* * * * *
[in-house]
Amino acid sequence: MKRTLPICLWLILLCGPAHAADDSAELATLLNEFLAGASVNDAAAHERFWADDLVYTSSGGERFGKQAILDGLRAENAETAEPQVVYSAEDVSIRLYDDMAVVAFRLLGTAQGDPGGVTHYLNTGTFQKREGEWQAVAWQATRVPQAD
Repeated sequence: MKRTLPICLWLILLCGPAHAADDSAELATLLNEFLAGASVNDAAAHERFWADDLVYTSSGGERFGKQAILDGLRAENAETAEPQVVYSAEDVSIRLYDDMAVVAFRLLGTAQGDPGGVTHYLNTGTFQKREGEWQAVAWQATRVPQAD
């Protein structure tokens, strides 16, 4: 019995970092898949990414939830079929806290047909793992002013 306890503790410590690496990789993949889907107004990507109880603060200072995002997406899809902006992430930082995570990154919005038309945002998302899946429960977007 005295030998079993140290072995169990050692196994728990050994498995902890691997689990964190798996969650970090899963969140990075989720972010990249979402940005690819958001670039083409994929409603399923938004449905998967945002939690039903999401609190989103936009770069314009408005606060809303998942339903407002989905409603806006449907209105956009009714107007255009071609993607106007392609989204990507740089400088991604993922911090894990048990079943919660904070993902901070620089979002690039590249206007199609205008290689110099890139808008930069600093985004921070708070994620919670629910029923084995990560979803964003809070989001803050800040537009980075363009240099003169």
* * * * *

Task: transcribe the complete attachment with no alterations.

[in-house]
Amino acid sequence: MKRTLPICLWLILLCGPAHAADDSAELATLLNEFLAGASVNDAAAHERFWADDLVYTSSGGERFGKQAILDGLRAENAETAEPQVVYSAEDVSIRLYDDMAVVAFRLLGTAQGDPGGVTHYLNTGTFQKREGEWQAVAWQATRVPQAD
Repeated sequence: MKRTLPICLWLILLCGPAHAADDSAELATLLNEFLAGASVNDAAAHERFWADDLVYTSSGGERFGKQAILDGLRAENAETAEPQVVYSAEDVSIRLYDDMAVVAFRLLGTAQGDPGGVTHYLNTGTFQKREGEWQAVAWQATRVPQAD
């Protein structure tokens, strides 16, 4: 019995970092898949990414939830079929806290047909793992002013 306890503790410590690496990789993949889907107004990507109880603060200072995002997406899809902006992430930082995570990154919005038309945002998302899946429960977007 005295030998079993140290072995169990050692196994728990050994498995902890691997689990964190798996969650970090899963969140990075989720972010990249979402940005690819958001670039083409994929409603399923938004449905998967945002939690039903999401609190989103936009770069314009408005606060809303998942339903407002989905409603806006449907209105956009009714107007255009071609993607106007392609989204990507740089400088991604993922911090894990048990079943919660904070993902901070620089979002690039590249206007199609205008290689110099890139808008930069600093985004921070708070994620919670629910029923084995990560979803964003809070989001803050800040537009980075363009240099003169």